Therapist aims for quieter relationships

Seminars suggest a way to avoid family scream-fests

Staff WriterFebruary 27, 2009 

  • Hal Edward Runkel will give three seminars at Brooks Avenue Church of Christ, 700 Brooks Ave. in Raleigh.

    * 'ScreamFree Parenting,' from 7 to 9 p.m. Friday. $10 per person. Child care provided.

    * 'ScreamFree Teaching,' from 9:30 to 11 a.m. Saturday. $10 per person. Child care provided.

    * 'ScreamFree Marriage,' 6 to 9 p.m. Saturday. $30 per person. Dinner and child care provided.

    Runkel will also preach at 10:30 a.m. Sunday.

    For more information, call 919-821-2400, or go online to

When your child is having a meltdown at Wal-Mart, and your spouse is coming unglued because you forgot -- once again -- to make the bed, do you:

A. Shout to gain control of your family?

B. Crack a sarcastic comment?

C. Slow down and think about yourself?

If you answered C, you're on the right track, according to Hal Edward Runkel, author of "ScreamFree Parenting" and a speaker at a seminar series this weekend at Raleigh's Brooks Avenue Church of Christ. Runkel, 37, a former minister and now a licensed marriage and family therapist, said the counterintuitive approach works best.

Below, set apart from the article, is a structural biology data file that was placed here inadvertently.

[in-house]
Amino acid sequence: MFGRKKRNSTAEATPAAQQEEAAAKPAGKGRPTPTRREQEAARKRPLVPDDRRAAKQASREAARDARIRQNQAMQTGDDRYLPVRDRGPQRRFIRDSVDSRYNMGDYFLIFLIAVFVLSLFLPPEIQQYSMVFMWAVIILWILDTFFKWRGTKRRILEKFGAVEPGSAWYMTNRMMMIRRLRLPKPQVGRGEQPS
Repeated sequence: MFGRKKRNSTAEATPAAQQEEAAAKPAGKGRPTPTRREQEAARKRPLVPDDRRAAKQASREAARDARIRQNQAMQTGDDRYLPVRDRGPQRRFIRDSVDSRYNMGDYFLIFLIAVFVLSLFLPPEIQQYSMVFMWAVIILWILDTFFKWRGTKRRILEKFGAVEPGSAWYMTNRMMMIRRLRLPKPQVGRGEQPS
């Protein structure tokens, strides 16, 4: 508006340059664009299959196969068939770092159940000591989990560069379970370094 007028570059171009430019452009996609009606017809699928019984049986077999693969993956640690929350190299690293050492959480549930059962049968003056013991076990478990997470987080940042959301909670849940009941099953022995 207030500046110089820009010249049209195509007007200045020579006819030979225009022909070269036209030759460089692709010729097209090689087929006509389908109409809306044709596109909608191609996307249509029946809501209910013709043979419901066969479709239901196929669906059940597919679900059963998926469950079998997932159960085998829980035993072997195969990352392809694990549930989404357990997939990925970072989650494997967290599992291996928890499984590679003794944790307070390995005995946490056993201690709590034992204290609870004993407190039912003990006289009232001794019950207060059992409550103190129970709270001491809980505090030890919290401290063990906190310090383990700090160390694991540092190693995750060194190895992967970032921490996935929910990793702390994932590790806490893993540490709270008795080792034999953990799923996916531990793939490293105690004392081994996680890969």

"I hope people learn to focus more on themselves," he said.

That's hard advice to give in a church setting where people are conditioned to think of their family members first. But Runkel, who lives in Atlanta, thinks it's the key to successful relationships.

"When we lose it," he said, "the 'it' is our adulthood. We let emotion drive our behavior rather than principles."

Runkel, who bought the copyright to the term screamfree, said he learned this bit of advice in graduate school where it was buried in layers of academic jargon. By stripping it down to its essentials, he thinks he might help people without advanced degrees.

John Greenwood, a Brooks Avenue church leader, invited Runkel to come to Raleigh. In this economic climate, he said, "kids get the brunt of our anxiety. ... If we can learn to be calm in the midst of crisis, that will be better for our kids."

To Runkel, it's useless to try to change or control people. Yet people revert to this type of thinking all the time.

"If I had a better partner or better kids," Runkel said people tell him all the time.

His hard-love response? "When you start off with 'if only,' you're saying you've handed over the reins of your life to someone else, like your kids."

His advice to parents is to ask not "How do I get my kids to behave?" but "How do I want to behave when they don't?"

Take the child throwing a tantrum at Wal-Mart. When parents shout back they become as impulsive as the child. Better to hit the "pause" button, slow down and model restraint. or 919-829-4891

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